As summer heat gives way to autumn's chill, many American sports fans have one thing on their minds -- football. Turn on the TV any Saturday or Sunday night from September through January and you're likely to see 22 men pounding each other over a pigskin.
So how do you root your team to victory come game day? Well, put down the beer and get out of the recliner, because the best way to support your favorite football team is to get involved. Tailgating before the game, cheering during the game and making financial donations between games are all great ways to help your team spend less time on their heels and more time in the end zone. Put on your giant foam finger and click through our tips.
Nothing shows your support for a football team like showing up hours -- or even days -- before the game to tailgate. From its humble roots on the back end of a pickup truck, this classic football tradition has become quite a production at many high school, college and professional games. Diehard fans often drive RVs stocked with the latest party gear -- from high-end barbecues to satellite dishes -- to the site. At many stadiums, the tailgating event is almost as entertaining as the game itself.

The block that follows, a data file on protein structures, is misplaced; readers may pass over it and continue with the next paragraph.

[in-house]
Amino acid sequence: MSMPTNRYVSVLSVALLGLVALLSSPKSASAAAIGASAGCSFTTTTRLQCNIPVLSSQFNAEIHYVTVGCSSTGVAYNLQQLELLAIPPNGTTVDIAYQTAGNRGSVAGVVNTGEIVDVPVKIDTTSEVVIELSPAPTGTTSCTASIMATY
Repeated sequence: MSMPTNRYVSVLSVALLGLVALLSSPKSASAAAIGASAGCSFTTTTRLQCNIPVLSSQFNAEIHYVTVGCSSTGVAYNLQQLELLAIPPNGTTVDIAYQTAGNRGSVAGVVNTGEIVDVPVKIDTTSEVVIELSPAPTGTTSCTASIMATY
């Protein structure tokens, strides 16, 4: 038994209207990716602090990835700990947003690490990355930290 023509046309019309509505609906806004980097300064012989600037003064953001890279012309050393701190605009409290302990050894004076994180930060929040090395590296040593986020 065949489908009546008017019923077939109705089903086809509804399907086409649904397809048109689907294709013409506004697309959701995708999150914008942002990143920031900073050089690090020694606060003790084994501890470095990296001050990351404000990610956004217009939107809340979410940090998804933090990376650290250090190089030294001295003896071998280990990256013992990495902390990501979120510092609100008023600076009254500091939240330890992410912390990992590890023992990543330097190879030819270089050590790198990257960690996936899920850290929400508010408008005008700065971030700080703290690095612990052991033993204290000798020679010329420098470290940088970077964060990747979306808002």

If you decide to throw a pregame party, a little planning goes a long way. First, familiarize yourself with the stadium's parking facilities and regulations. Tailgating, as well as the consumption of alcohol, may be restricted to designated areas. When packing, remember that portability and efficiency is key; when it's time for kickoff you don't want to be stuck in the parking lot loading a bunch of gear back into the car. All you really need is a portable grill, cooking and eating utensils, and perhaps a folding table for food preparation. Anything else -- campers, party tents and big-screen TVs -- simply enhances the experience.